A UK study has found that children who regularly sleep just one hour less than the recommended amount had higher risk factors for type 2 diabetes, including higher levels of blood glucose and insulin resistance.
The recommended sleep duration for a 10 year old is 10 hours.
“These findings suggest increasing sleep duration could offer a simple approach to reducing levels of body fat and type 2 diabetes risk from early life,” said Professor Christopher G Owen, who led the research at St George’s, University of London. “Potential benefits associated with increased sleep in childhood may have implications for health in adulthood.”
The study, “Sleep Duration and the Risk of Type 2 Diabetes,” also confirmed prior research that has shown an association between shorter sleep duration and higher levels of body fat.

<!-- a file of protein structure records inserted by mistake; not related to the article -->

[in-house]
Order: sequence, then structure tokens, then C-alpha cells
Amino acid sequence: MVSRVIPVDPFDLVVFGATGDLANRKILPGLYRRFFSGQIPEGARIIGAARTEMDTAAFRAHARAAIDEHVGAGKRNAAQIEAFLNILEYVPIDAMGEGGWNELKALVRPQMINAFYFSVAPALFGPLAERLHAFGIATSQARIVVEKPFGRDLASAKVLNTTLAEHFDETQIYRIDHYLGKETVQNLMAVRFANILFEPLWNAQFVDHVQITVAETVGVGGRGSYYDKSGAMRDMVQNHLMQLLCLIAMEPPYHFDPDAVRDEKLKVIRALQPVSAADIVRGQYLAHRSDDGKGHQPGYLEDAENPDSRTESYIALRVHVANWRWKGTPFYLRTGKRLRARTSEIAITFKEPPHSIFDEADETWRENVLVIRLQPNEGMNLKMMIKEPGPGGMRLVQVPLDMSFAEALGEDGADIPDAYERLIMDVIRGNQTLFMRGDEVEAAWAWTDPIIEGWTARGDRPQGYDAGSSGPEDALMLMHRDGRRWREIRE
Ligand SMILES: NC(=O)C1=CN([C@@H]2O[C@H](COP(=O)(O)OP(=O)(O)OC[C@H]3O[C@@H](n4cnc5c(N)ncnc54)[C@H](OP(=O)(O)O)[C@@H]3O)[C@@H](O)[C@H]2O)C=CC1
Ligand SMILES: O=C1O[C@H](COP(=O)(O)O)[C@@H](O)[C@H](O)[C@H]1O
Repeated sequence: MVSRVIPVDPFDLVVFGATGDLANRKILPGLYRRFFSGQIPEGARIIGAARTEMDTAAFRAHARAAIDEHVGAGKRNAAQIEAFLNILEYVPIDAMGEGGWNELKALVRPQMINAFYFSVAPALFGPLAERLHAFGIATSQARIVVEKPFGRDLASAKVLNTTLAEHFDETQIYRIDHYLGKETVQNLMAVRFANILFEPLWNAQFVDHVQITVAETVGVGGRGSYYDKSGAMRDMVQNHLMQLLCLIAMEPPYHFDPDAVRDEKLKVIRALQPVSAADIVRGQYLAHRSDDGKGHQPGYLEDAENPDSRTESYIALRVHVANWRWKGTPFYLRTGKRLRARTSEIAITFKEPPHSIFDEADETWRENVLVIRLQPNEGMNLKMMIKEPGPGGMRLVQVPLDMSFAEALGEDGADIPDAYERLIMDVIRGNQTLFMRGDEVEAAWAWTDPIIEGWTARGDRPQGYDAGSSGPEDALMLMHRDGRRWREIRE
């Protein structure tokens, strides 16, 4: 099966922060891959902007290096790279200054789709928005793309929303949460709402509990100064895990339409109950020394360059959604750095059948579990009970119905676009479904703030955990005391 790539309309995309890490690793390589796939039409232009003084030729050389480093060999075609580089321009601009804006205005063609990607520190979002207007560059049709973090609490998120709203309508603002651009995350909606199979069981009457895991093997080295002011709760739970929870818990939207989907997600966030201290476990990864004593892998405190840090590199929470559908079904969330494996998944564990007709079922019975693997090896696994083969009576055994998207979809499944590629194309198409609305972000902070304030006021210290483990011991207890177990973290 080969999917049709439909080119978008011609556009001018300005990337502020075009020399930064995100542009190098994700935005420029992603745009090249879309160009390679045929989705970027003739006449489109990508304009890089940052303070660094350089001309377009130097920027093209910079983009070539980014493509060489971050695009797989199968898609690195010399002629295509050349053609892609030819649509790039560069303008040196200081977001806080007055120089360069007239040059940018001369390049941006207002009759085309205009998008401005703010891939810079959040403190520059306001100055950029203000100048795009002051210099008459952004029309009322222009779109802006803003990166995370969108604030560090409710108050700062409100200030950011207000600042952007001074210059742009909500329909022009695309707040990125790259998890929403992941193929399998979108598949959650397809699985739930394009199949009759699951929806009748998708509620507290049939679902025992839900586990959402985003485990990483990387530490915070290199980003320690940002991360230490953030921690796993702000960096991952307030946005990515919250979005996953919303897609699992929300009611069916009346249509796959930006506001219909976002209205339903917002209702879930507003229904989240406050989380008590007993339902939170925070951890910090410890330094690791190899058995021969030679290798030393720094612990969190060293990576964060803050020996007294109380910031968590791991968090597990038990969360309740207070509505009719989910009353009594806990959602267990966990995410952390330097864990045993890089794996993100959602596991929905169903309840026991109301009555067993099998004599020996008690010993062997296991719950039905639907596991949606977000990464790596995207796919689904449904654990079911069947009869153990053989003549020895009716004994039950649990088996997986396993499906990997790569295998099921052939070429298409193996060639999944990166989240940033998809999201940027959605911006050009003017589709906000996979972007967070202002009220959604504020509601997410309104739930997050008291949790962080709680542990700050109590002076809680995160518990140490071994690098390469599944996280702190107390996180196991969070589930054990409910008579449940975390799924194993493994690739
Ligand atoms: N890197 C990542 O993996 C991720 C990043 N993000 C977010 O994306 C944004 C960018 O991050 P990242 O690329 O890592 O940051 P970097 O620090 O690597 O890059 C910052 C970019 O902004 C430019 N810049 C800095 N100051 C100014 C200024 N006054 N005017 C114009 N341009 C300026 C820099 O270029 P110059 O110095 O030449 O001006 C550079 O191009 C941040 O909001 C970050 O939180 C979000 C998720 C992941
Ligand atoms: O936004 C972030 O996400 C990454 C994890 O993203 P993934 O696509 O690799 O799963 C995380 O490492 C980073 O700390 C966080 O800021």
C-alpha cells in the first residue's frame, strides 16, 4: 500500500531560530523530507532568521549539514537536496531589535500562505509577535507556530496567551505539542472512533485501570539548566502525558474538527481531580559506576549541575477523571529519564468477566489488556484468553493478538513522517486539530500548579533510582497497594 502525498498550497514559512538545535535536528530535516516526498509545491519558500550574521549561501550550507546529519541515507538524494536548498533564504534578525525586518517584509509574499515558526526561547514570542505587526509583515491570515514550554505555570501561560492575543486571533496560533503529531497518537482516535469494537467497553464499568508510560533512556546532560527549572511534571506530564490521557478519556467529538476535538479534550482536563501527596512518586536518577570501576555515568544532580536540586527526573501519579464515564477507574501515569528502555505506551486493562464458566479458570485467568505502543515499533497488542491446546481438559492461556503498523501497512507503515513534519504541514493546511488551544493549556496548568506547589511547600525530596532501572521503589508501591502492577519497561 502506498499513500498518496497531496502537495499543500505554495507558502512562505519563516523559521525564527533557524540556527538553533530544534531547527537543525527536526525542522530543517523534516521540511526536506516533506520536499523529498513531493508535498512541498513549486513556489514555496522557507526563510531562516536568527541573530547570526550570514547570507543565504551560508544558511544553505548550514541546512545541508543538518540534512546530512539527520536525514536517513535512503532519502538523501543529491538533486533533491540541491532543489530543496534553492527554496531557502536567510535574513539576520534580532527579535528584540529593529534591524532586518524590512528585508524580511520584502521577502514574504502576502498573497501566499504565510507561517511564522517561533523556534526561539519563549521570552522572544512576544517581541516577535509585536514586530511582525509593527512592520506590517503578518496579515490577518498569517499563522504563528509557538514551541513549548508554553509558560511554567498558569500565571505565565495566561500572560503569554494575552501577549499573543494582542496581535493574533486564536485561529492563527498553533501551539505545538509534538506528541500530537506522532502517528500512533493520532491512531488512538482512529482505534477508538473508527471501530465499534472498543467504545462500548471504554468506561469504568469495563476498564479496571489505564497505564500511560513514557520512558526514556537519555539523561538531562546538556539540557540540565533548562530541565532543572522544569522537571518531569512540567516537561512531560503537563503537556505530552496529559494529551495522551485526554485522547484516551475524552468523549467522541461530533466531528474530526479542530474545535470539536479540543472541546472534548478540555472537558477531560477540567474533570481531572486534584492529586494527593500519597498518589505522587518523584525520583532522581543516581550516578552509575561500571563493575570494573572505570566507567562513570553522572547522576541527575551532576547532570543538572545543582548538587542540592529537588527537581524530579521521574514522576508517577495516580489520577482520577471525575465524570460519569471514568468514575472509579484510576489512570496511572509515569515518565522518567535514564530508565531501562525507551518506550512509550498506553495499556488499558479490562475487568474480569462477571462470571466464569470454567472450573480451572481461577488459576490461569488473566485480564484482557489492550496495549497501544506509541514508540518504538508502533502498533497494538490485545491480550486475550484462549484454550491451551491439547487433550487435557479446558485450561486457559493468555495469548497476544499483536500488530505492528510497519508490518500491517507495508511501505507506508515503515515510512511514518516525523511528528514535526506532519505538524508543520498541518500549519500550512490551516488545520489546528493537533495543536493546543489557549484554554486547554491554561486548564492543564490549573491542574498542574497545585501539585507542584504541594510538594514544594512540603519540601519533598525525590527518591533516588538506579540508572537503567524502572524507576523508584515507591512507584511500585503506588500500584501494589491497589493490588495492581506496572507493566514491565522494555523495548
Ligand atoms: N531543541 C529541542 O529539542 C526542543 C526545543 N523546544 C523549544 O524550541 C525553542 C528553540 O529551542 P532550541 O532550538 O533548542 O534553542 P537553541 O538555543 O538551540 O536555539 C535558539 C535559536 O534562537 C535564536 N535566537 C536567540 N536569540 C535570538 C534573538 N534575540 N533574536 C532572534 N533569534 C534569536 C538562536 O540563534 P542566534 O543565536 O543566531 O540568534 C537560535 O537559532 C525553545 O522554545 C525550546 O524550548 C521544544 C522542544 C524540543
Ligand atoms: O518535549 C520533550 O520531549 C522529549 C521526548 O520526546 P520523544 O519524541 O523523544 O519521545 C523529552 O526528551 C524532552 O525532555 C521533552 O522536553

Researchers analyzed the body measurements, blood sample results and questionnaire data from 4,525 children of multi-ethnic descent, aged 9 to 10 years, in England. Children who slept longer had lower body weight and lower levels of fat mass. Sleep duration was also inversely related to insulin, insulin resistance and blood glucose. The study did not find an association between sleep duration and cardiovascular risk factors, including blood lipids and blood pressure.
The authors conclude that increasing the mean weekday sleep duration (10.5 hours) by half an hour could be associated with a 0.1 kg/m² lower body mass index and a 0.5 percent reduction in insulin resistance.
Reducing these levels may have longer-term implications for reduced Type 2 Diabetes in later life, the study states.